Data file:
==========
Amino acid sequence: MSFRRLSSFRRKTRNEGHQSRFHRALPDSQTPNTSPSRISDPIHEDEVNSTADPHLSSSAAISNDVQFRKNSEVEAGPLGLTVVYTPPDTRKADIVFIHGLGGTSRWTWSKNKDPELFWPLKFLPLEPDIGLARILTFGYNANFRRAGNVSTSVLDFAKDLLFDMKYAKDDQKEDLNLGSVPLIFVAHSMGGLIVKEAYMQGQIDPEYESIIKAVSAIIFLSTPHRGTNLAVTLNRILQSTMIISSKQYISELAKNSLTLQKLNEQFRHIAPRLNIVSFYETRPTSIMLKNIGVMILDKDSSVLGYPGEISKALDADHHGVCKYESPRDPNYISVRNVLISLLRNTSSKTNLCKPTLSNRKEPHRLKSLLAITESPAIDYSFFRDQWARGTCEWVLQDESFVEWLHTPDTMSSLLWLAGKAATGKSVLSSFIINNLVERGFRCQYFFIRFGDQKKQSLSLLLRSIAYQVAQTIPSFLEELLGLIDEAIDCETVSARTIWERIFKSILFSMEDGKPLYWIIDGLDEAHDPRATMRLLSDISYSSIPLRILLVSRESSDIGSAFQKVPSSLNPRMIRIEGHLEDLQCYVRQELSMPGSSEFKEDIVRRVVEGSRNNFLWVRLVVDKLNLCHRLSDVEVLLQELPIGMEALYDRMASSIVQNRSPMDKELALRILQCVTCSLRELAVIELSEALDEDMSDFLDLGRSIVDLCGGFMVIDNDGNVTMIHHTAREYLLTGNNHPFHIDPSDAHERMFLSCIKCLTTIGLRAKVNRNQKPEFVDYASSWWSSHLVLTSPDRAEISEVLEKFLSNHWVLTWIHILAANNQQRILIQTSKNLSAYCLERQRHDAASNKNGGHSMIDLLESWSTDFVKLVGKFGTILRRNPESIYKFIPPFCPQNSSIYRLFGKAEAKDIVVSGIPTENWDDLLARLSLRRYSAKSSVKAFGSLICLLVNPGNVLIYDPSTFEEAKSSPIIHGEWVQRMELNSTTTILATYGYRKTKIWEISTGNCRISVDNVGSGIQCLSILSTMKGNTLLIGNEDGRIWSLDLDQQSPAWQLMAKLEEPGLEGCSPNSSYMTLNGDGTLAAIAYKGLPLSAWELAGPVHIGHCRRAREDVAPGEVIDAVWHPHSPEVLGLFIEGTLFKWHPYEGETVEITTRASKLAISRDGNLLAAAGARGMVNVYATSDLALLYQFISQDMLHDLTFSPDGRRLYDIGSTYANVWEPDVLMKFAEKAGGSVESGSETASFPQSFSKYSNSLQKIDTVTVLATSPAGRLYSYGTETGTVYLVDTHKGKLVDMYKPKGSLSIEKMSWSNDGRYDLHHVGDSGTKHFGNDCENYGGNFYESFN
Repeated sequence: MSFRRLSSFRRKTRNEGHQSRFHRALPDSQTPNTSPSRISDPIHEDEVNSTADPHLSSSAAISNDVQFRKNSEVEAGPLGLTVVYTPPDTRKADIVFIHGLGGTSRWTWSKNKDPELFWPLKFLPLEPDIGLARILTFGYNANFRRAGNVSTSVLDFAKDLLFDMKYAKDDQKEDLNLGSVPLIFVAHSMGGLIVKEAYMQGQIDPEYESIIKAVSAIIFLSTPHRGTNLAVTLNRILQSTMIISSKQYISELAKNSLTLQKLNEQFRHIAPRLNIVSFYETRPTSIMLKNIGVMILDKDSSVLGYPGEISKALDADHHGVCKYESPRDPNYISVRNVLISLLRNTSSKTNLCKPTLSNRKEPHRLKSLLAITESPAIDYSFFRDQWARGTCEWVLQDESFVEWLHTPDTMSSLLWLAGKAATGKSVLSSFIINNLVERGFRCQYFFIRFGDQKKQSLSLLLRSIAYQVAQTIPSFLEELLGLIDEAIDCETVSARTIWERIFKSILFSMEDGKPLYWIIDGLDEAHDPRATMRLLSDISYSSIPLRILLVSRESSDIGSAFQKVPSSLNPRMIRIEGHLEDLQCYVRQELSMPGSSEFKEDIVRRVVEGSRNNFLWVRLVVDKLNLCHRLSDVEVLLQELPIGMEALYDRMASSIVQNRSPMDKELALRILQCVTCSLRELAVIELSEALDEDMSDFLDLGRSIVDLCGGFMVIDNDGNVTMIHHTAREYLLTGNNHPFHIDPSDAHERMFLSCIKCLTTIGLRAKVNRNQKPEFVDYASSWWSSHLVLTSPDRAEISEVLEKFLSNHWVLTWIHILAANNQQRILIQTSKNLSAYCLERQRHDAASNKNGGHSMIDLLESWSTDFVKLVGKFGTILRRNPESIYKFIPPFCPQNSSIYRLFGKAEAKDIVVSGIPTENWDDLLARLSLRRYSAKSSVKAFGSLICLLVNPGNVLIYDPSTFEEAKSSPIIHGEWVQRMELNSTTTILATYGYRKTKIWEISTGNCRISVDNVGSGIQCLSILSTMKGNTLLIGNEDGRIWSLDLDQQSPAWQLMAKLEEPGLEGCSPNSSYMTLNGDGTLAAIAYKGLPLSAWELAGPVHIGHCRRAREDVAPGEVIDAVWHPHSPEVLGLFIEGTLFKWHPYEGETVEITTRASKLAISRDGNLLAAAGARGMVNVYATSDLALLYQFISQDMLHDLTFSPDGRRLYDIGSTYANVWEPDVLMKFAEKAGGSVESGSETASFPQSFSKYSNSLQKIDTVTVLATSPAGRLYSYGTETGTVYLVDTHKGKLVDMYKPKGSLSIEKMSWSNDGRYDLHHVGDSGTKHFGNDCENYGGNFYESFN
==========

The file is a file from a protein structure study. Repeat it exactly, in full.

Amino acid sequence: MSFRRLSSFRRKTRNEGHQSRFHRALPDSQTPNTSPSRISDPIHEDEVNSTADPHLSSSAAISNDVQFRKNSEVEAGPLGLTVVYTPPDTRKADIVFIHGLGGTSRWTWSKNKDPELFWPLKFLPLEPDIGLARILTFGYNANFRRAGNVSTSVLDFAKDLLFDMKYAKDDQKEDLNLGSVPLIFVAHSMGGLIVKEAYMQGQIDPEYESIIKAVSAIIFLSTPHRGTNLAVTLNRILQSTMIISSKQYISELAKNSLTLQKLNEQFRHIAPRLNIVSFYETRPTSIMLKNIGVMILDKDSSVLGYPGEISKALDADHHGVCKYESPRDPNYISVRNVLISLLRNTSSKTNLCKPTLSNRKEPHRLKSLLAITESPAIDYSFFRDQWARGTCEWVLQDESFVEWLHTPDTMSSLLWLAGKAATGKSVLSSFIINNLVERGFRCQYFFIRFGDQKKQSLSLLLRSIAYQVAQTIPSFLEELLGLIDEAIDCETVSARTIWERIFKSILFSMEDGKPLYWIIDGLDEAHDPRATMRLLSDISYSSIPLRILLVSRESSDIGSAFQKVPSSLNPRMIRIEGHLEDLQCYVRQELSMPGSSEFKEDIVRRVVEGSRNNFLWVRLVVDKLNLCHRLSDVEVLLQELPIGMEALYDRMASSIVQNRSPMDKELALRILQCVTCSLRELAVIELSEALDEDMSDFLDLGRSIVDLCGGFMVIDNDGNVTMIHHTAREYLLTGNNHPFHIDPSDAHERMFLSCIKCLTTIGLRAKVNRNQKPEFVDYASSWWSSHLVLTSPDRAEISEVLEKFLSNHWVLTWIHILAANNQQRILIQTSKNLSAYCLERQRHDAASNKNGGHSMIDLLESWSTDFVKLVGKFGTILRRNPESIYKFIPPFCPQNSSIYRLFGKAEAKDIVVSGIPTENWDDLLARLSLRRYSAKSSVKAFGSLICLLVNPGNVLIYDPSTFEEAKSSPIIHGEWVQRMELNSTTTILATYGYRKTKIWEISTGNCRISVDNVGSGIQCLSILSTMKGNTLLIGNEDGRIWSLDLDQQSPAWQLMAKLEEPGLEGCSPNSSYMTLNGDGTLAAIAYKGLPLSAWELAGPVHIGHCRRAREDVAPGEVIDAVWHPHSPEVLGLFIEGTLFKWHPYEGETVEITTRASKLAISRDGNLLAAAGARGMVNVYATSDLALLYQFISQDMLHDLTFSPDGRRLYDIGSTYANVWEPDVLMKFAEKAGGSVESGSETASFPQSFSKYSNSLQKIDTVTVLATSPAGRLYSYGTETGTVYLVDTHKGKLVDMYKPKGSLSIEKMSWSNDGRYDLHHVGDSGTKHFGNDCENYGGNFYESFN
Repeated sequence: MSFRRLSSFRRKTRNEGHQSRFHRALPDSQTPNTSPSRISDPIHEDEVNSTADPHLSSSAAISNDVQFRKNSEVEAGPLGLTVVYTPPDTRKADIVFIHGLGGTSRWTWSKNKDPELFWPLKFLPLEPDIGLARILTFGYNANFRRAGNVSTSVLDFAKDLLFDMKYAKDDQKEDLNLGSVPLIFVAHSMGGLIVKEAYMQGQIDPEYESIIKAVSAIIFLSTPHRGTNLAVTLNRILQSTMIISSKQYISELAKNSLTLQKLNEQFRHIAPRLNIVSFYETRPTSIMLKNIGVMILDKDSSVLGYPGEISKALDADHHGVCKYESPRDPNYISVRNVLISLLRNTSSKTNLCKPTLSNRKEPHRLKSLLAITESPAIDYSFFRDQWARGTCEWVLQDESFVEWLHTPDTMSSLLWLAGKAATGKSVLSSFIINNLVERGFRCQYFFIRFGDQKKQSLSLLLRSIAYQVAQTIPSFLEELLGLIDEAIDCETVSARTIWERIFKSILFSMEDGKPLYWIIDGLDEAHDPRATMRLLSDISYSSIPLRILLVSRESSDIGSAFQKVPSSLNPRMIRIEGHLEDLQCYVRQELSMPGSSEFKEDIVRRVVEGSRNNFLWVRLVVDKLNLCHRLSDVEVLLQELPIGMEALYDRMASSIVQNRSPMDKELALRILQCVTCSLRELAVIELSEALDEDMSDFLDLGRSIVDLCGGFMVIDNDGNVTMIHHTAREYLLTGNNHPFHIDPSDAHERMFLSCIKCLTTIGLRAKVNRNQKPEFVDYASSWWSSHLVLTSPDRAEISEVLEKFLSNHWVLTWIHILAANNQQRILIQTSKNLSAYCLERQRHDAASNKNGGHSMIDLLESWSTDFVKLVGKFGTILRRNPESIYKFIPPFCPQNSSIYRLFGKAEAKDIVVSGIPTENWDDLLARLSLRRYSAKSSVKAFGSLICLLVNPGNVLIYDPSTFEEAKSSPIIHGEWVQRMELNSTTTILATYGYRKTKIWEISTGNCRISVDNVGSGIQCLSILSTMKGNTLLIGNEDGRIWSLDLDQQSPAWQLMAKLEEPGLEGCSPNSSYMTLNGDGTLAAIAYKGLPLSAWELAGPVHIGHCRRAREDVAPGEVIDAVWHPHSPEVLGLFIEGTLFKWHPYEGETVEITTRASKLAISRDGNLLAAAGARGMVNVYATSDLALLYQFISQDMLHDLTFSPDGRRLYDIGSTYANVWEPDVLMKFAEKAGGSVESGSETASFPQSFSKYSNSLQKIDTVTVLATSPAGRLYSYGTETGTVYLVDTHKGKLVDMYKPKGSLSIEKMSWSNDGRYDLHHVGDSGTKHFGNDCENYGGNFYESFN